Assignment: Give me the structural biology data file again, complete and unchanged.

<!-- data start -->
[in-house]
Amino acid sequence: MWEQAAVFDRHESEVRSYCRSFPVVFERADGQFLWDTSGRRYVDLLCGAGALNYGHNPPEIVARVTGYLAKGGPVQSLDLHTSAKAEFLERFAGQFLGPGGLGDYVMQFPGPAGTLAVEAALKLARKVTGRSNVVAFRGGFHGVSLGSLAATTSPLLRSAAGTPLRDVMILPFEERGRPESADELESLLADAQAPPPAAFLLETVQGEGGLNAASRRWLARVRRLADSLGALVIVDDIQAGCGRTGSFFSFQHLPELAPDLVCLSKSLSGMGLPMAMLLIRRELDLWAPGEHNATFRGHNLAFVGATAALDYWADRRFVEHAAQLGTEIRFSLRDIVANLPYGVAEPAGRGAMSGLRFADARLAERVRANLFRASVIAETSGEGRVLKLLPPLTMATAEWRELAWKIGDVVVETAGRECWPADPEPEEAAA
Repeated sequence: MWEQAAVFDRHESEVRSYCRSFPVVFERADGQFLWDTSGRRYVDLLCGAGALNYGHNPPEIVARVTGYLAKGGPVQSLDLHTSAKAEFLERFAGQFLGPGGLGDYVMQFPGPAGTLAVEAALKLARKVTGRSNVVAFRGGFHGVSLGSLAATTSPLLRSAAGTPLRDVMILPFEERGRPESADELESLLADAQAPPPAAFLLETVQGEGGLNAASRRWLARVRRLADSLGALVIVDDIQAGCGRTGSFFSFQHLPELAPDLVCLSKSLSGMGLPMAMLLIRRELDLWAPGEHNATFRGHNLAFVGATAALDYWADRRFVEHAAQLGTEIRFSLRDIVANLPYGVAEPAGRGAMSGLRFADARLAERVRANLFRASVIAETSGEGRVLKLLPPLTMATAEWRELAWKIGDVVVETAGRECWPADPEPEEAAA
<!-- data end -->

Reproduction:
[in-house]
Amino acid sequence: MWEQAAVFDRHESEVRSYCRSFPVVFERADGQFLWDTSGRRYVDLLCGAGALNYGHNPPEIVARVTGYLAKGGPVQSLDLHTSAKAEFLERFAGQFLGPGGLGDYVMQFPGPAGTLAVEAALKLARKVTGRSNVVAFRGGFHGVSLGSLAATTSPLLRSAAGTPLRDVMILPFEERGRPESADELESLLADAQAPPPAAFLLETVQGEGGLNAASRRWLARVRRLADSLGALVIVDDIQAGCGRTGSFFSFQHLPELAPDLVCLSKSLSGMGLPMAMLLIRRELDLWAPGEHNATFRGHNLAFVGATAALDYWADRRFVEHAAQLGTEIRFSLRDIVANLPYGVAEPAGRGAMSGLRFADARLAERVRANLFRASVIAETSGEGRVLKLLPPLTMATAEWRELAWKIGDVVVETAGRECWPADPEPEEAAA
Repeated sequence: MWEQAAVFDRHESEVRSYCRSFPVVFERADGQFLWDTSGRRYVDLLCGAGALNYGHNPPEIVARVTGYLAKGGPVQSLDLHTSAKAEFLERFAGQFLGPGGLGDYVMQFPGPAGTLAVEAALKLARKVTGRSNVVAFRGGFHGVSLGSLAATTSPLLRSAAGTPLRDVMILPFEERGRPESADELESLLADAQAPPPAAFLLETVQGEGGLNAASRRWLARVRRLADSLGALVIVDDIQAGCGRTGSFFSFQHLPELAPDLVCLSKSLSGMGLPMAMLLIRRELDLWAPGEHNATFRGHNLAFVGATAALDYWADRRFVEHAAQLGTEIRFSLRDIVANLPYGVAEPAGRGAMSGLRFADARLAERVRANLFRASVIAETSGEGRVLKLLPPLTMATAEWRELAWKIGDVVVETAGRECWPADPEPEEAAA